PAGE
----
Based on intensive interviews, the book reveals how these men have experienced varying degrees of exposure to more-privileged Americans--differences that ground their understandings of how racism and socioeconomic inequality determine their life chances. The poorest and most socially isolated are, perhaps surprisingly, most likely to believe that individuals can improve their own lot. By contrast, men who regularly leave their neighborhood tend to have a wider range of opportunities but also have met with more racism, hostility, and institutional obstacles--making them less likely to believe in the American Dream.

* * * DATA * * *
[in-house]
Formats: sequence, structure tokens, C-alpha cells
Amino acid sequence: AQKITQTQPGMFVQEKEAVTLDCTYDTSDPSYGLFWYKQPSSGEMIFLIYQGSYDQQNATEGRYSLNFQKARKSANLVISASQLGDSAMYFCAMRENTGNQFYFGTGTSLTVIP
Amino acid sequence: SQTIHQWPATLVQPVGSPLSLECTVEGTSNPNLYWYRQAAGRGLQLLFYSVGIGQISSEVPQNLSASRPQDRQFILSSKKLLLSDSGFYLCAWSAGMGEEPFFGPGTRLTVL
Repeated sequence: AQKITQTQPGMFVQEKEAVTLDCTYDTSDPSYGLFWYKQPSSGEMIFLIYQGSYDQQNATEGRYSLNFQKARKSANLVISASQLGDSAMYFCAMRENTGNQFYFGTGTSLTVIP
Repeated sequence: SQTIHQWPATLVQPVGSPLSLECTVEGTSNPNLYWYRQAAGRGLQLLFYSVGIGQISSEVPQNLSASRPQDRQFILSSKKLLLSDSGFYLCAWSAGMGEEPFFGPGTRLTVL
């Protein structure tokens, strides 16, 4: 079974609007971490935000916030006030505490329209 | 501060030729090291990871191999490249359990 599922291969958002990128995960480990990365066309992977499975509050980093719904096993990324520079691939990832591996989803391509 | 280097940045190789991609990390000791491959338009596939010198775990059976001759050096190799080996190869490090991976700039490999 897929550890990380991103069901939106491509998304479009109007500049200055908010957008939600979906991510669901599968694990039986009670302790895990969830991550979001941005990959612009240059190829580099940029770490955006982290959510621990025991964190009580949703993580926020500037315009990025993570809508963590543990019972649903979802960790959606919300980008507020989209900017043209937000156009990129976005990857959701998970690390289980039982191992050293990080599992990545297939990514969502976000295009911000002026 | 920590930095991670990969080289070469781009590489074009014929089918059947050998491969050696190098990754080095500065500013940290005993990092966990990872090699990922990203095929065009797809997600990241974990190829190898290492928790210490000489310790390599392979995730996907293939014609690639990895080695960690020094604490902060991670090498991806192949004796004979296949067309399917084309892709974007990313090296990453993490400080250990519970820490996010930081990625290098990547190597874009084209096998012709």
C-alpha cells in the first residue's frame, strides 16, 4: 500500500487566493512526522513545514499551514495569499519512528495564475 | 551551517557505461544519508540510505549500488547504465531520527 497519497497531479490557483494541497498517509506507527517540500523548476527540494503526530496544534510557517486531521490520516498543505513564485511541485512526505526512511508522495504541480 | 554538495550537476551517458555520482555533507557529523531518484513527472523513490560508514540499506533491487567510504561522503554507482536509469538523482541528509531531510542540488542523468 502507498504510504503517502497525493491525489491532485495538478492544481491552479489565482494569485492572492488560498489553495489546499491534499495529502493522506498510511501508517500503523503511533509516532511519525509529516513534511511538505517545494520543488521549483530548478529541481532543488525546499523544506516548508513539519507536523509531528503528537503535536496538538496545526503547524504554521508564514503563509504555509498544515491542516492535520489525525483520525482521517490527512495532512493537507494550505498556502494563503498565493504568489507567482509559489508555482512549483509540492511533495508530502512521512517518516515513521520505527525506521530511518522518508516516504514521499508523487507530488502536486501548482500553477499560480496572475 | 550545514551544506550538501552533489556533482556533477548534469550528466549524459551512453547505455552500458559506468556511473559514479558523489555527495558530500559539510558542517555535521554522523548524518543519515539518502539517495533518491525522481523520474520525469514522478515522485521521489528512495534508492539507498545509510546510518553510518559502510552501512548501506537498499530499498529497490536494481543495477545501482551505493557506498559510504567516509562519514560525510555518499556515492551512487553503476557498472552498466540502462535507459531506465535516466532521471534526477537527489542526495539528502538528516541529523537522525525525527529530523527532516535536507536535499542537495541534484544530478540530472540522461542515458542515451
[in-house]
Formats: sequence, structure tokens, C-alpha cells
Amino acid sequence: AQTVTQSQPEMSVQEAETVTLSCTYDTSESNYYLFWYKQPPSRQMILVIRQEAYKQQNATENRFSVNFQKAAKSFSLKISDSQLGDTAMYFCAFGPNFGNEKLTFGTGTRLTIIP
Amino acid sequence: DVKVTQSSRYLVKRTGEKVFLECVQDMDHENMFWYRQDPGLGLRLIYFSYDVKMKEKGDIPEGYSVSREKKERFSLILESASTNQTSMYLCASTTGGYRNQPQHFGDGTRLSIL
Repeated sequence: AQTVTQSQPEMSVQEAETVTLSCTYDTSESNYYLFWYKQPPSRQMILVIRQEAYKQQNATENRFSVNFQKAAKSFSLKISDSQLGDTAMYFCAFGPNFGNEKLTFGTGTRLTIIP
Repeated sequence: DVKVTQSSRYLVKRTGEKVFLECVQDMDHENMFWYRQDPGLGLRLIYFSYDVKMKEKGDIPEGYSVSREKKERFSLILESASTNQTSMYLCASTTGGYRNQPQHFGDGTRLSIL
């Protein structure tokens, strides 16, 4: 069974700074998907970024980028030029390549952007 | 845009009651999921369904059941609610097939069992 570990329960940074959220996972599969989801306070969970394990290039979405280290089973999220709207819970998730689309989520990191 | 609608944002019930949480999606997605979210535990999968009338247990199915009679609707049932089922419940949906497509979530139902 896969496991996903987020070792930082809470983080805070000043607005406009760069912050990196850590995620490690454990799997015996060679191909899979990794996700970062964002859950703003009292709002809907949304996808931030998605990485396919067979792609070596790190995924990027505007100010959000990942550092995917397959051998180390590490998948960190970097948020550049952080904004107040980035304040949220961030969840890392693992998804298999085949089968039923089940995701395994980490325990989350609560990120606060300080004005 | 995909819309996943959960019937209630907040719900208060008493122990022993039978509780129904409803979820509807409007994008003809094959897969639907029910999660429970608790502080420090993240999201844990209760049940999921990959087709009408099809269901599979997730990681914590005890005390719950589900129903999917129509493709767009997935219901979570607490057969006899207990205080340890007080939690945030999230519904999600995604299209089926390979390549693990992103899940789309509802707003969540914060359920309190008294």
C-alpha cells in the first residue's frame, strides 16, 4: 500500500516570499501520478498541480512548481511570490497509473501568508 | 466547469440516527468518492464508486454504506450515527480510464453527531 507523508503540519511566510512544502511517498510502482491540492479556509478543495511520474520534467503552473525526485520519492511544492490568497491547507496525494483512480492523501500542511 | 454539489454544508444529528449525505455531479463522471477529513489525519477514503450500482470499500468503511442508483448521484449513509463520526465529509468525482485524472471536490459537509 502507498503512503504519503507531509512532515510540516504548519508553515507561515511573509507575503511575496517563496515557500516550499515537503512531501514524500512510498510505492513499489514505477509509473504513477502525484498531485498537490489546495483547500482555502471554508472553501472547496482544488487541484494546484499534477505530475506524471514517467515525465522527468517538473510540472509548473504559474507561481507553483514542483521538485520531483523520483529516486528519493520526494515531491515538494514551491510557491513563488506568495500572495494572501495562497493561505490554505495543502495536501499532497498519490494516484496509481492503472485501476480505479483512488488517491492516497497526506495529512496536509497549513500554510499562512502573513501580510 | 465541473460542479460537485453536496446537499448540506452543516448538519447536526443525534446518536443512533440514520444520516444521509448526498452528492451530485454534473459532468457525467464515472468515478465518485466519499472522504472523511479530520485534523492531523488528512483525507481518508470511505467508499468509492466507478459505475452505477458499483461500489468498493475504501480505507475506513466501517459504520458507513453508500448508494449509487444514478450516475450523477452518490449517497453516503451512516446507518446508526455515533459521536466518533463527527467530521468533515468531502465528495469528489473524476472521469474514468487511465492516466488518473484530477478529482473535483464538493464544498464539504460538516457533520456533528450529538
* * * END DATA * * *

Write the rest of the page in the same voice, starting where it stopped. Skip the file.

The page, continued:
Demonstrating how these men interpret their social world, this book seeks to de-pathologize them without ignoring their experiences with chronic unemployment, prison, and substance abuse. It shows how the men draw upon such experiences as they make meaning of the complex circumstances in which they strive to succeed.
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